Fairfield Drops Denver Because Of Course
The Pioneers have played one game in ECAC play – at Hobart, a 14-5 victory – that hasn’t been decided by a single goal. That’s . . . I don’t even know what’s happening right now. The Stags’ 10-9 overtime victory over Denver (the Pioneers’ fifth overtime game this season and third in a row) was somewhat shocking in many ways but none more so than the fact that Fairfield held Denver scoreless over the final 11:06 of regulation to pull square with the Pioneers, eventually getting the overtime winner from Sam Snow just 56 seconds into the extra period. That fourth quarter stretch from the Stags may prove important for a few reasons:

  • Fairfield hadn’t exactly established itself as a defensive force this season, entering its date with Denver ranked just 33rd in the country in adjusted defensive efficiency. Keeping the Pios’ offense at bay – the number one ranked offense in the country – for almost an entire period is heartening for a Fairfield team that has been looking for some stronger play at a consistent rate. Denver had somewhere around five possessions over the final 11:00 of regulation – including a man-up opportunity – and got nothing out of the eight shots that it took in that stretch (the Pioneers also had three turnovers in that final block of play). The Stags locked themselves into the ECAC tournament with the win, but it’s how they earned the win that may set the table for Fairfield’s late-season efforts.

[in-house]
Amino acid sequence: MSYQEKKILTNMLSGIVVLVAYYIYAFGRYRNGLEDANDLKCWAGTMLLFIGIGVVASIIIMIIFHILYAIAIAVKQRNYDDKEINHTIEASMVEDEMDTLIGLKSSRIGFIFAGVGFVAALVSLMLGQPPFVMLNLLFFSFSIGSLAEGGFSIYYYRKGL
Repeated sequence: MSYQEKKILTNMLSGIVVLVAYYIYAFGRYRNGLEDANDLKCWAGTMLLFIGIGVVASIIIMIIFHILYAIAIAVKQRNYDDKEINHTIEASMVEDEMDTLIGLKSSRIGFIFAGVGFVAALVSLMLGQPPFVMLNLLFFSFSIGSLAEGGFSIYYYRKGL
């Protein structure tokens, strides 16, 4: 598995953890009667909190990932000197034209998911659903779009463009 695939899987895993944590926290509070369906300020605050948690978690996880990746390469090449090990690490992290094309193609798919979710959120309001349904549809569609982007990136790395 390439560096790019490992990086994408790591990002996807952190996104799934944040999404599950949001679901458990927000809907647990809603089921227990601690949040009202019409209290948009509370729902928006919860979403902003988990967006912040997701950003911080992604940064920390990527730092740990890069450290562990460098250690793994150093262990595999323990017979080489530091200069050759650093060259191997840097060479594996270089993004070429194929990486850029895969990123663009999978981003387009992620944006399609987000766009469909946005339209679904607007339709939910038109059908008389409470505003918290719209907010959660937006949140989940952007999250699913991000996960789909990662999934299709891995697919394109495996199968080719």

• Look: This isn’t necessarily a “bad loss” for the Pioneers but it isn’t necessarily a “good loss” either. Fairfield is a decidedly average team, and Denver missed an opportunity to entrench itself as the conference’s strongest team. The Pioneers are still in a good position to earn the league’s top seed for its postseason playoff – Denver gets Michigan this coming weekend, and a win against the Wolverines splits the regular season championship with Loyola and assures the Pioneers of the conference’s top tournament seed – but it’s not quite the same as if Denver had run the table in ECAC play in 2013, the last season that rival Loyola will participate in the conference. The Pioneers aren’t an unstoppable bear on the hunt for humans, but they’re still in a manageable spot relative to its league peers (just not the same kind of position it would have been in had Denver taken care of business at home against the Stags).

Part II is here.